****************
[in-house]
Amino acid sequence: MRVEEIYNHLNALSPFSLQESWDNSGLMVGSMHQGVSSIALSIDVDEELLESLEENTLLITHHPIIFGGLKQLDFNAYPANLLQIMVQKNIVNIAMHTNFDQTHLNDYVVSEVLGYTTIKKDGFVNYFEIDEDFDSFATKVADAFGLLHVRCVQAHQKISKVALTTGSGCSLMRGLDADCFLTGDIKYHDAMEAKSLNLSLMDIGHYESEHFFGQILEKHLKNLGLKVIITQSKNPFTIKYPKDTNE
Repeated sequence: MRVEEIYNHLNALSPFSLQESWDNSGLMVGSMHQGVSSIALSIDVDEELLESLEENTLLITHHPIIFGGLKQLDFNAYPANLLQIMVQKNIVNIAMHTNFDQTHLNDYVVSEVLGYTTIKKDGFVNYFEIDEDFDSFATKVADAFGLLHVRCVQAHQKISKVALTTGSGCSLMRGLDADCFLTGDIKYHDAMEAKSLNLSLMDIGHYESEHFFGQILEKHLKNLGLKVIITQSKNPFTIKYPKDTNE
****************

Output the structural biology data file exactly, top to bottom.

[in-house]
Amino acid sequence: MRVEEIYNHLNALSPFSLQESWDNSGLMVGSMHQGVSSIALSIDVDEELLESLEENTLLITHHPIIFGGLKQLDFNAYPANLLQIMVQKNIVNIAMHTNFDQTHLNDYVVSEVLGYTTIKKDGFVNYFEIDEDFDSFATKVADAFGLLHVRCVQAHQKISKVALTTGSGCSLMRGLDADCFLTGDIKYHDAMEAKSLNLSLMDIGHYESEHFFGQILEKHLKNLGLKVIITQSKNPFTIKYPKDTNE
Repeated sequence: MRVEEIYNHLNALSPFSLQESWDNSGLMVGSMHQGVSSIALSIDVDEELLESLEENTLLITHHPIIFGGLKQLDFNAYPANLLQIMVQKNIVNIAMHTNFDQTHLNDYVVSEVLGYTTIKKDGFVNYFEIDEDFDSFATKVADAFGLLHVRCVQAHQKISKVALTTGSGCSLMRGLDADCFLTGDIKYHDAMEAKSLNLSLMDIGHYESEHFFGQILEKHLKNLGLKVIITQSKNPFTIKYPKDTNE